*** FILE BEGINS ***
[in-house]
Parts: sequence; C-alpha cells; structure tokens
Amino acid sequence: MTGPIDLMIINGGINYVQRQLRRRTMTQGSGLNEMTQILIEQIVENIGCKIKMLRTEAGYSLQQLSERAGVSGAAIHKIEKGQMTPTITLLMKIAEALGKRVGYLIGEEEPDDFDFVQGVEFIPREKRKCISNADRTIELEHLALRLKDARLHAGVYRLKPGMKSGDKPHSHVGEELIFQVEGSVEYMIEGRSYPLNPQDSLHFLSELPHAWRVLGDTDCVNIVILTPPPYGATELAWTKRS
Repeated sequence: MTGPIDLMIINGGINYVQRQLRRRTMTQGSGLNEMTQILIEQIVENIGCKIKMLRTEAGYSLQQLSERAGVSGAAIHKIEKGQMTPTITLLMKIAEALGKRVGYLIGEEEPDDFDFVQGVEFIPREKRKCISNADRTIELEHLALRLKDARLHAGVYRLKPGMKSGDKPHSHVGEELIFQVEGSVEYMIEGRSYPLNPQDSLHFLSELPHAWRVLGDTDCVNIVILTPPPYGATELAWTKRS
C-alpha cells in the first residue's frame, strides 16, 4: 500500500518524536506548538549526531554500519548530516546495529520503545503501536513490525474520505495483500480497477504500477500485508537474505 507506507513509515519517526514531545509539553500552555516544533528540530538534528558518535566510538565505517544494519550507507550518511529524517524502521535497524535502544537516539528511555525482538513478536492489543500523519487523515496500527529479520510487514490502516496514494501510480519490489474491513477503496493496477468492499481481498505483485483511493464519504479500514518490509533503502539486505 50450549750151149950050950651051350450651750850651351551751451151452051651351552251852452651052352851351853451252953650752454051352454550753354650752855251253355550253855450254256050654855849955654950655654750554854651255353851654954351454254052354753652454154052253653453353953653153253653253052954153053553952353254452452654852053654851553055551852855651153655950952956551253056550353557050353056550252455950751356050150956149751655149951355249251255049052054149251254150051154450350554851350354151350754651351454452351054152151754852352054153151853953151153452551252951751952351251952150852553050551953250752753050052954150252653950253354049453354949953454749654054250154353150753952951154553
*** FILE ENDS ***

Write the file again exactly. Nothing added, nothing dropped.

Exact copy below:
[in-house]
Parts: sequence; C-alpha cells; structure tokens
Amino acid sequence: MTGPIDLMIINGGINYVQRQLRRRTMTQGSGLNEMTQILIEQIVENIGCKIKMLRTEAGYSLQQLSERAGVSGAAIHKIEKGQMTPTITLLMKIAEALGKRVGYLIGEEEPDDFDFVQGVEFIPREKRKCISNADRTIELEHLALRLKDARLHAGVYRLKPGMKSGDKPHSHVGEELIFQVEGSVEYMIEGRSYPLNPQDSLHFLSELPHAWRVLGDTDCVNIVILTPPPYGATELAWTKRS
Repeated sequence: MTGPIDLMIINGGINYVQRQLRRRTMTQGSGLNEMTQILIEQIVENIGCKIKMLRTEAGYSLQQLSERAGVSGAAIHKIEKGQMTPTITLLMKIAEALGKRVGYLIGEEEPDDFDFVQGVEFIPREKRKCISNADRTIELEHLALRLKDARLHAGVYRLKPGMKSGDKPHSHVGEELIFQVEGSVEYMIEGRSYPLNPQDSLHFLSELPHAWRVLGDTDCVNIVILTPPPYGATELAWTKRS
C-alpha cells in the first residue's frame, strides 16, 4: 500500500518524536506548538549526531554500519548530516546495529520503545503501536513490525474520505495483500480497477504500477500485508537474505 507506507513509515519517526514531545509539553500552555516544533528540530538534528558518535566510538565505517544494519550507507550518511529524517524502521535497524535502544537516539528511555525482538513478536492489543500523519487523515496500527529479520510487514490502516496514494501510480519490489474491513477503496493496477468492499481481498505483485483511493464519504479500514518490509533503502539486505 50450549750151149950050950651051350450651750850651351551751451151452051651351552251852452651052352851351853451252953650752454051352454550753354650752855251253355550253855450254256050654855849955654950655654750554854651255353851654954351454254052354753652454154052253653453353953653153253653253052954153053553952353254452452654852053654851553055551852855651153655950952956551253056550353557050353056550252455950751356050150956149751655149951355249251255049052054149251254150051154450350554851350354151350754651351454452351054152151754852352054153151853953151153452551252951751952351251952150852553050551953250752753050052954150252653950253354049453354949953454749654054250154353150753952951154553